- To raise any question regarding a possible conflict of interest on the part of any person involved in the investigation or determination.
- To appeal the decision and any sanctions made by the investigators.
- To notification, in writing, of the case resolution, including the outcome of any appeal.
Investigating Sexual Misconduct or Sexual Harassment
In accord with the Pfeiffer University policy concerning harassment and sexual misconduct, the University will thoroughly investigate and review the facts and circumstances of each allegation of harassment or sexual misconduct involving a student, faculty member, staff member or campus guest. The University may impose a sanction against the accused individual that is appropriate for the act committed. In accordance with Title IX of the education amendments of 1972, Pfeiffer University will make every effort to conduct investigations that are prompt and equitable and intended to eliminate sexual misconduct on our campus.
Confidentiality and Reporting
The University strongly supports a student’s interest in confidentiality in cases involving sexual violence. However, there are situations in which the University must override a student’s request for confidentiality in order to meet its obligations under federal law to provide an educational environment that is safe and free from sexual harassment or sexual violence. To the extent possible, information regarding alleged incidents of sexual violence will be shared only with individuals who are responsible for handling the University’s response.
Honoring a request that the complainant’s name not be revealed to the accused person or that the University not investigate or seek action against the accused person may limit the University’s ability to respond fully to the incident and pursue appropriate disciplinary action.
If a student requests that his or her name not be disclosed to the accused person or that the University not investigate or seek action against the accused person, the University will need to determine whether or not it can honor such a request while still providing a safe and nondiscriminatory environment for all students. If the University determines that it can respect a student’s request not to disclose his or her identity to the accused person, it will take all reasonable steps to respond to the complaint consistent with the request.
The University will consider a range of factors when weighing a student’s request for confidentiality that could interfere with a meaningful investigation or potential discipline of the accused person. If the factors indicate an increased risk of the accused person committing additional acts of sexual violence or other violence, the University may be unable to honor the request for confidentiality. A student may withdraw a request for confidentiality, in which case a full investigation will be conducted to the extent possible.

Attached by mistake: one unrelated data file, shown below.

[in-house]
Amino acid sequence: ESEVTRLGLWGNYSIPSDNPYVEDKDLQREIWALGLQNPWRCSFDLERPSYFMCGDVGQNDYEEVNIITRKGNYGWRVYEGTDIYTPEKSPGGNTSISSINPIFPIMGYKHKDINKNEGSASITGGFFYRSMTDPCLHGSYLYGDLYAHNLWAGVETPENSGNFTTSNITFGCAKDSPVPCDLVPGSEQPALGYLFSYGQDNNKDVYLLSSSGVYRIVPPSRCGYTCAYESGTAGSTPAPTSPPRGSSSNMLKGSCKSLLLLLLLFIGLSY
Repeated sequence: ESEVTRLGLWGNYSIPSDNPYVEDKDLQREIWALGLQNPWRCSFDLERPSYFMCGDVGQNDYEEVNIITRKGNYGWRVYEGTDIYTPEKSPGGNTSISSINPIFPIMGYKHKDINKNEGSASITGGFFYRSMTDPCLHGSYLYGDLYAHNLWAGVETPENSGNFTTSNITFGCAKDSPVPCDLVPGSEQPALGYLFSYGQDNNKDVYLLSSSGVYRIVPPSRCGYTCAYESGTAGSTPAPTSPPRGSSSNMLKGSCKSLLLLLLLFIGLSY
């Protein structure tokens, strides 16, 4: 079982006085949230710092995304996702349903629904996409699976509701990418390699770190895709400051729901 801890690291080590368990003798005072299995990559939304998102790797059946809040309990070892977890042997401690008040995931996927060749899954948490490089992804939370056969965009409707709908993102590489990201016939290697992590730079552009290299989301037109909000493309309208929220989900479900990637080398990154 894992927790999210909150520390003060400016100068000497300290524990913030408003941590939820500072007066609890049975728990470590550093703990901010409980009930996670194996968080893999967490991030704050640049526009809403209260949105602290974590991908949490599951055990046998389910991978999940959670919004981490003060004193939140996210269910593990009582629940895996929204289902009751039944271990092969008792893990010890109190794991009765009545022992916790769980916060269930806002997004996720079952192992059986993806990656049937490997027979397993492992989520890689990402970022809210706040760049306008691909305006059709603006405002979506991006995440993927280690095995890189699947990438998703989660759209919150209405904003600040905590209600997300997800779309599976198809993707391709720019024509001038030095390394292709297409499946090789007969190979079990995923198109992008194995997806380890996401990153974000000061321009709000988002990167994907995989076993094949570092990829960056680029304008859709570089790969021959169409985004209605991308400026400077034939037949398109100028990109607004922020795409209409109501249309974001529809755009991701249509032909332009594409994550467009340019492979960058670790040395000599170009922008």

The Title IX Coordinator is responsible for evaluating requests for confidentiality.
Making a Confidential Report
Students may be assured of confidentiality by reporting a sexual assault only to a therapist, doctor, attorney, or other person who is legally obligated to maintain patient or client confidentiality. If you choose this option, please consider asking your doctor, therapist, or counselor to make a confidential report of the assault without including facts that would reveal your identity. While the University will probably not be able to take any disciplinary action against the person who assaulted you, university officials will have a better picture of crime on the campus and may be able to warn the campus community about methods or patterns of attacks.
The following are campus or community resources that can provide counseling, advocacy, and support and may be able to accommodate confidential reports of sexual assault:
- Barry Keith Counseling Services (Stokes Student Center, Office 117A)
- Maegan Daigle Habich, University Chaplain and Director of Church Relations (Chapel Office 105)
- Sherri Barnes, Director of Pfeiffer Youth Theology Institute (Stokes Student Center, 2nd Floor Ofice 204A)
All other Pfeiffer University staff and faculty members are required by University policy to report observations or actual knowledge of incidents of sexual harassment or sexual misconduct. In addition, reports made to other employees may have to be disclosed in criminal or civil court proceedings.
Whether or not a student or employee requests confidentiality, Pfeiffer University is committed to maintaining confidentiality throughout the entire investigatory process to the extent that is practical and appropriate. When a formal report is made, persons have the right and can expect to have incidents of sexual misconduct or harassment impartially investigated and properly resolved through administrative procedures. Confidentiality implies that only people who need to know will be informed, and that information will be shared only as necessary with investigators, witnesses, and the accused individual.
Investigation Procedure and Follow Up
Upon receipt of a complaint of sexual harassment or sexual misconduct, the Title IX Coordinator or a Deputy Coordinator will designate one or more Title IX investigators who will conduct an adequate, reliable, and impartial investigation of all complaints of sexual harassment or sexual misconduct, and all complaints will be resolved promptly and fairly. After a thorough investigation, the Investigators will deliver a report and recommendation to the Title IX Coordinator or Deputy Coordinator. The Title IX Coordinator or Deputy Coordinator will normally render a finding to the complainant and respondent within 60 days after the complaint was received. An investigation may occasionally take longer because of unusual circumstances or the availability of necessary parties critical to the investigation process.